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Pair of studies offer new clues to combat antibiotic resistance

In the continuing battle against antibiotic resistance, two new studies shed light on the complex defense mechanisms pathogenic bacteria use to evade antibiotic attack, an understanding of which could lead to new, more effective antibiotics to help save lives and combat the growing problem of antibiotic resistance. The studies, both of which target chemical components in the protective membrane surrounding bacterial cells, will appear in the February 17 inaugural print issue of ACS Chemical Biology, a new monthly publication of the American Chemical Society, the world’s largest scientific society.

In one study, researchers from the University of Michigan College of Pharmacy in Ann Arbor and the Borstel Research Center in Germany genetically engineered a strain of E. coli so that it lacks its normal outer protective layer of lipopolysaccharides, complex structures that help them defend against antibiotic attack. Removal of this layer is believed to make E. coli and other gram-negative bacteria more vulnerable to antibiotic attack, the scientists say.

"The study is further proof-of-principle that the spectrum of activity of antibiotics can be significantly extended by targeting the formation of lipopolysaccharides in the outer membrane," says study co-author Timothy C. Meredith, Ph.D., a medicinal chemist who conducted the research as a doctoral student at the University of Michigan with Ron Woodard, Ph.D., a professor of medicinal chemistry at the university. Meredith is currently a researcher at Harvard Medical School in Boston.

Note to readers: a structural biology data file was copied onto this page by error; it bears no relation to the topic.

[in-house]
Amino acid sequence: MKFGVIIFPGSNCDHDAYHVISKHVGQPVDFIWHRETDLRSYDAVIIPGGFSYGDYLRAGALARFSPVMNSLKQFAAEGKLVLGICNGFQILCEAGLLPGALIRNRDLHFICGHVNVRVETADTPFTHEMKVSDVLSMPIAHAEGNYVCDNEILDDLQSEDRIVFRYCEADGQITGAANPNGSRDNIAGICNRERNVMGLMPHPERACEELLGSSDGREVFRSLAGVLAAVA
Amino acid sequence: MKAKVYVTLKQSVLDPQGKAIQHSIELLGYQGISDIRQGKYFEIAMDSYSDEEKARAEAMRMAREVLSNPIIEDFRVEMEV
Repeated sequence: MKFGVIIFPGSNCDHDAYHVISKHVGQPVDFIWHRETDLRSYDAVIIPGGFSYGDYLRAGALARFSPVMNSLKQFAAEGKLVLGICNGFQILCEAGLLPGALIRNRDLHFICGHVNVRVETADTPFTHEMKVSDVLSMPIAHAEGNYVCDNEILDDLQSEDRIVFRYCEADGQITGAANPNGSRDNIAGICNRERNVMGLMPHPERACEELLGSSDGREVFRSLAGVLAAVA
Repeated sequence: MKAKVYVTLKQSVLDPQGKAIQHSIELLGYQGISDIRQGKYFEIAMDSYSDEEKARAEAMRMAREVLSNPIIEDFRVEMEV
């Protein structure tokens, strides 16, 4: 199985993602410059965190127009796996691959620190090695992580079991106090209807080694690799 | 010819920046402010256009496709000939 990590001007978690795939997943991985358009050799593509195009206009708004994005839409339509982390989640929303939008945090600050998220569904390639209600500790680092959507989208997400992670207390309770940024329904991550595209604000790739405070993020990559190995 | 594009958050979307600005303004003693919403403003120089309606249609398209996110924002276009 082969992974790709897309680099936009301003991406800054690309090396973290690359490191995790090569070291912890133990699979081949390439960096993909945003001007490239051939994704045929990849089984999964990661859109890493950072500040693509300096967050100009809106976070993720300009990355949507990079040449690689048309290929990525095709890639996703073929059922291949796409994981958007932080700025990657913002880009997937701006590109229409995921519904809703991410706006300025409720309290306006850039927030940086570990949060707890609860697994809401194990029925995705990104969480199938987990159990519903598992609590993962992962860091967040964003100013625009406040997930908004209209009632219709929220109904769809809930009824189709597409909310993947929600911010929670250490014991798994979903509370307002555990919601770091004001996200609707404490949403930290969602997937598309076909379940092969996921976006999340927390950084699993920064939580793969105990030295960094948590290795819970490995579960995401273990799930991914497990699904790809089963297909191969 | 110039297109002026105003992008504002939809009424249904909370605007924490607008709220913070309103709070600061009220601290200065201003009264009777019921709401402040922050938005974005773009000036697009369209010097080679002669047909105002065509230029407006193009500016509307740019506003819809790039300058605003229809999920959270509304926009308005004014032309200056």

Gram-negative bacteria, considered among the most virulent, include strains that are known to cause food borne illness, bubonic plague, Legionnaires?disease and cholera, among others. They are among the most difficult bugs to control using antibiotics, researchers say.

In another study published in the journal, researchers at Harvard Medical School and Harvard University built synthet
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Source:American Chemical Society


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